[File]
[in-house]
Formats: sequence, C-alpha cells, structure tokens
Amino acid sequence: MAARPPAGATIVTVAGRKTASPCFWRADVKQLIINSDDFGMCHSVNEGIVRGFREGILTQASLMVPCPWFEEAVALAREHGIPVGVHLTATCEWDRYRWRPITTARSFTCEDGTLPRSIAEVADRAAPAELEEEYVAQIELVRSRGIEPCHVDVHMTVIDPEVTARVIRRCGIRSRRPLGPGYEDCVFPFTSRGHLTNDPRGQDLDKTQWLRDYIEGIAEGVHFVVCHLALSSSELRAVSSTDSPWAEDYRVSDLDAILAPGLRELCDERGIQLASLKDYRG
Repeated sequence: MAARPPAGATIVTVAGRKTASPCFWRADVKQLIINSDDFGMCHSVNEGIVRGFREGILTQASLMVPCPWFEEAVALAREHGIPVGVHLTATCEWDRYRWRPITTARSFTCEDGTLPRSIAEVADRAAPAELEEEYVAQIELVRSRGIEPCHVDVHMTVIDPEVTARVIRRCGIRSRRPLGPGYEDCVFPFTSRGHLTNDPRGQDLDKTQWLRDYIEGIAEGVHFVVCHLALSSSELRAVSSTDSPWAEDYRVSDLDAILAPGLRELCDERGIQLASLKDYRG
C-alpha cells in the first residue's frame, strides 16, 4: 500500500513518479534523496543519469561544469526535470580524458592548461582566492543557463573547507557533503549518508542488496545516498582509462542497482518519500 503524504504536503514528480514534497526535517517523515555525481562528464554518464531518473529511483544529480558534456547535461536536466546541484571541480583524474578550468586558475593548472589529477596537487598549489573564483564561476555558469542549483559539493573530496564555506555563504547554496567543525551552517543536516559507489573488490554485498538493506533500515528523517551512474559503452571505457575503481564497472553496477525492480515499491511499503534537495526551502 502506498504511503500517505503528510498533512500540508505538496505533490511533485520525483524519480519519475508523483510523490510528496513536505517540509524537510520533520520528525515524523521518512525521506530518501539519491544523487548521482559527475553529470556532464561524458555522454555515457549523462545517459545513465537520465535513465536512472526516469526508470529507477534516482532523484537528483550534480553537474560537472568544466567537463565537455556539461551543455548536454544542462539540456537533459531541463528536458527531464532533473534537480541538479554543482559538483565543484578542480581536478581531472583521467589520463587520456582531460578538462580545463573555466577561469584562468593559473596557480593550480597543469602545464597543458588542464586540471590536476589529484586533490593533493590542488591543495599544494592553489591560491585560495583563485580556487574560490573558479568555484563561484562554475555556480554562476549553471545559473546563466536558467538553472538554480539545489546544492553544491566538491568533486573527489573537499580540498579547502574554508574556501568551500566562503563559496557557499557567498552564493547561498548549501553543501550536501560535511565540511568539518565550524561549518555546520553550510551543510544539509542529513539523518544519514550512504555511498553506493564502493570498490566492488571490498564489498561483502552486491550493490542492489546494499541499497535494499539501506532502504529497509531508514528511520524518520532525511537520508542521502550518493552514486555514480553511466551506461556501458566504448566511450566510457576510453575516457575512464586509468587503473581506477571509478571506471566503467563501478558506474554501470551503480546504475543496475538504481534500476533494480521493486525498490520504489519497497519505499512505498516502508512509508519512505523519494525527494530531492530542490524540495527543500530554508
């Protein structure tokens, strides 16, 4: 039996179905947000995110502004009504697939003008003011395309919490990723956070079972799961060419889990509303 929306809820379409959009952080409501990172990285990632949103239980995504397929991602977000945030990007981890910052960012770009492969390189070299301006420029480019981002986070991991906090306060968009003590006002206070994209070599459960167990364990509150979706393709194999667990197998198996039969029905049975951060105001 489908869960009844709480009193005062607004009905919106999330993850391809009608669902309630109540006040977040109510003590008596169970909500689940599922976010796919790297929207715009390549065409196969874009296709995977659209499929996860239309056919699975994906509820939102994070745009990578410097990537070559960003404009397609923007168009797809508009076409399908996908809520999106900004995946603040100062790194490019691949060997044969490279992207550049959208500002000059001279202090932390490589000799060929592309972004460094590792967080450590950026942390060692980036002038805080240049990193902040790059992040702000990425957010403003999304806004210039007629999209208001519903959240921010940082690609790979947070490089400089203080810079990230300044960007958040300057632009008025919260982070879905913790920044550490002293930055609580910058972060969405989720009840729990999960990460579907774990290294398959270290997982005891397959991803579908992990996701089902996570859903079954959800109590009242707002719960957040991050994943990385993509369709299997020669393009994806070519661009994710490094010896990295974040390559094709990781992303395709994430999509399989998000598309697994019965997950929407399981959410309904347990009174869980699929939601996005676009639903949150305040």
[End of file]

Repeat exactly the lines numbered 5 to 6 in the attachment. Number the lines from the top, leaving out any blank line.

C-alpha cells in the first residue's frame, strides 16, 4: 500500500513518479534523496543519469561544469526535470580524458592548461582566492543557463573547507557533503549518508542488496545516498582509462542497482518519500 503524504504536503514528480514534497526535517517523515555525481562528464554518464531518473529511483544529480558534456547535461536536466546541484571541480583524474578550468586558475593548472589529477596537487598549489573564483564561476555558469542549483559539493573530496564555506555563504547554496567543525551552517543536516559507489573488490554485498538493506533500515528523517551512474559503452571505457575503481564497472553496477525492480515499491511499503534537495526551502 502506498504511503500517505503528510498533512500540508505538496505533490511533485520525483524519480519519475508523483510523490510528496513536505517540509524537510520533520520528525515524523521518512525521506530518501539519491544523487548521482559527475553529470556532464561524458555522454555515457549523462545517459545513465537520465535513465536512472526516469526508470529507477534516482532523484537528483550534480553537474560537472568544466567537463565537455556539461551543455548536454544542462539540456537533459531541463528536458527531464532533473534537480541538479554543482559538483565543484578542480581536478581531472583521467589520463587520456582531460578538462580545463573555466577561469584562468593559473596557480593550480597543469602545464597543458588542464586540471590536476589529484586533490593533493590542488591543495599544494592553489591560491585560495583563485580556487574560490573558479568555484563561484562554475555556480554562476549553471545559473546563466536558467538553472538554480539545489546544492553544491566538491568533486573527489573537499580540498579547502574554508574556501568551500566562503563559496557557499557567498552564493547561498548549501553543501550536501560535511565540511568539518565550524561549518555546520553550510551543510544539509542529513539523518544519514550512504555511498553506493564502493570498490566492488571490498564489498561483502552486491550493490542492489546494499541499497535494499539501506532502504529497509531508514528511520524518520532525511537520508542521502550518493552514486555514480553511466551506461556501458566504448566511450566510457576510453575516457575512464586509468587503473581506477571509478571506471566503467563501478558506474554501470551503480546504475543496475538504481534500476533494480521493486525498490520504489519497497519505499512505498516502508512509508519512505523519494525527494530531492530542490524540495527543500530554508
């Protein structure tokens, strides 16, 4: 039996179905947000995110502004009504697939003008003011395309919490990723956070079972799961060419889990509303 929306809820379409959009952080409501990172990285990632949103239980995504397929991602977000945030990007981890910052960012770009492969390189070299301006420029480019981002986070991991906090306060968009003590006002206070994209070599459960167990364990509150979706393709194999667990197998198996039969029905049975951060105001 489908869960009844709480009193005062607004009905919106999330993850391809009608669902309630109540006040977040109510003590008596169970909500689940599922976010796919790297929207715009390549065409196969874009296709995977659209499929996860239309056919699975994906509820939102994070745009990578410097990537070559960003404009397609923007168009797809508009076409399908996908809520999106900004995946603040100062790194490019691949060997044969490279992207550049959208500002000059001279202090932390490589000799060929592309972004460094590792967080450590950026942390060692980036002038805080240049990193902040790059992040702000990425957010403003999304806004210039007629999209208001519903959240921010940082690609790979947070490089400089203080810079990230300044960007958040300057632009008025919260982070879905913790920044550490002293930055609580910058972060969405989720009840729990999960990460579907774990290294398959270290997982005891397959991803579908992990996701089902996570859903079954959800109590009242707002719960957040991050994943990385993509369709299997020669393009994806070519661009994710490094010896990295974040390559094709990781992303395709994430999509399989998000598309697994019965997950929407399981959410309904347990009174869980699929939601996005676009639903949150305040």